How to Use Red Light for Skin Health

How to Use Red Light for Skin Health

Good skin is visually pleasing and protective at any age and gender. Red light therapy (RLT) can boost the integrity of your skin, enhancing its appearance and condition. But how does red light for skin health work, and how long does it take to see results? 

Red light therapy works on the inner layer of skin called the dermis, which contains connective tissue. The most prevalent cell in connective tissue is the dermal fibroblasts. RLT stimulates the driving force in skin cells called the mitochondria. That, in turn, optimises the cellular respiration process to make adenosine triphosphate (ATP). And ATP influences natural skin moisturisation, skin-soothing, and anti-aging projection [1].

This article breaks down the science behind red and near-infrared light therapy into everyday language. It explores the safety behind RLT and who benefits from it the most. But first, let’s look at why your skincare routine is so critical.

Fun Fact: Did you know your skin counts for around 15 per cent of your body weight. An average-sized adult has almost 2 square meters of skin, containing more than 17 kilometres of blood vessels.

RTL for Skin Health and Skin Care

To protect your skin is to protect the outer you. It’s your body’s first layer of defence against the hostile external environment. Moreover, nice looking skin is a good indicator of your health more generally. Red light and near-infrared light therapy can help restore and maintain skin integrity. We’ll get onto the details of that soon.

It’s Your Body’s Largest Organ

Skin is your body’s largest organ, and it’s always busy dying, flaking, and reproducing. It works in the background, shedding 20M cells every hour or 480M dead cells in a day. Now you can see why at least 50% of all house dust contains dead skin. A good skincare routine works with natural processes to help protect and maintain your skin [2].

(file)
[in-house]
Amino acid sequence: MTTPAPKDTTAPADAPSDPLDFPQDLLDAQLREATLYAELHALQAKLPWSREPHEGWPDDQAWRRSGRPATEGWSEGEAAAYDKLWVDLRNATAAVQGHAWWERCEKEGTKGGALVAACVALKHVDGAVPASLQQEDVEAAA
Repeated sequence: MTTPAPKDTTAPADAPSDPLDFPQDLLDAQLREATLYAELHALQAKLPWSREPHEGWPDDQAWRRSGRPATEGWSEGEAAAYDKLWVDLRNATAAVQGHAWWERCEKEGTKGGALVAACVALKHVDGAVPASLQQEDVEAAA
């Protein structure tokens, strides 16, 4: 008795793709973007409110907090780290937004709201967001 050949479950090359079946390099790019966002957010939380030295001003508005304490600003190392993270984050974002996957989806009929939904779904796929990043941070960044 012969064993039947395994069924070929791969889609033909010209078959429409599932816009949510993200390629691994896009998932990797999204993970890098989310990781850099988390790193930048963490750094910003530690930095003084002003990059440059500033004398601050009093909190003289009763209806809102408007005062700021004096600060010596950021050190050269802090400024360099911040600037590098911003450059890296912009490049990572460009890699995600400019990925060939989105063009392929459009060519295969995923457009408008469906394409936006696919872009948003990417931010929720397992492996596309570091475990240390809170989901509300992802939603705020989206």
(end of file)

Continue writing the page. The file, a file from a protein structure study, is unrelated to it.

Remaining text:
Low-level laser light therapy (LLLT) can be an effective part of that routine.

Fun Fact: Dead skin cells moult faster from your forearms than they do from your back... but they shed quicker from your back than your front.

How Healthy Skin Protects Your Overall Health

The three layers of human skin are the epidermis (top), dermis (middle), and hypodermis (bottom). The top layer contains Langerhans cells that are part of your immune system. Thus, a healthy epidermis does an excellent job at protecting your body from potential harm. [3]

Here’s a breakdown of your skin’s critical functions:

  1. Skin blood flow helps maintain the body’s core internal temperature
  2. Produces activates and inactivates numerous hormones
  3. Defends against allergens, toxins, and carcinogenic risks [3].
  4. The deeper layers store water, fat, and various metabolic products
  5. Healthy skin is central to appearance and boosts self-esteem

RLT Penetrates Your Epidermis and Dermis Layers

Your outer skin or epidermis is made of a tough protein called keratin. It’s the same material found in hair and nails. Keratinocytes continually grow outwards to replace the dead outer cells. Indeed, every hour, an adult creates around 20M new skin cells [4].

The wavelength of red light therapy is long enough to penetrate through your epidermis (top layer) and reach into the middle layer or dermis.

Other Names for Infrared Light

 Soft Laser Therapy SLT
 Photonic Simulation -
 Photobiostimulation -
 Photobiomodulation PBM
 Low Power Laser Therapy LPLT
 Low Level Light Therapy LLLT
 Cold Laser Therapy CLT

Now let’s look at the role of RLT for skincare and maintenance.

6 Ways Red Light Therapy Supports Skin Health

Below are six ways that RTL support skin repair and maintenance. For many people, RLT is a no-brainer. It’s affordable, it doesn’t hurt, and treatments are short. Best of all, RLT is a low-risk replacement for harsher, conventional therapies.

Fun Fact: One square inch of your skin has around 19M cells and about 300 sweat glands. The thickest layer is on your feet, and the thinnest is on your eyelids.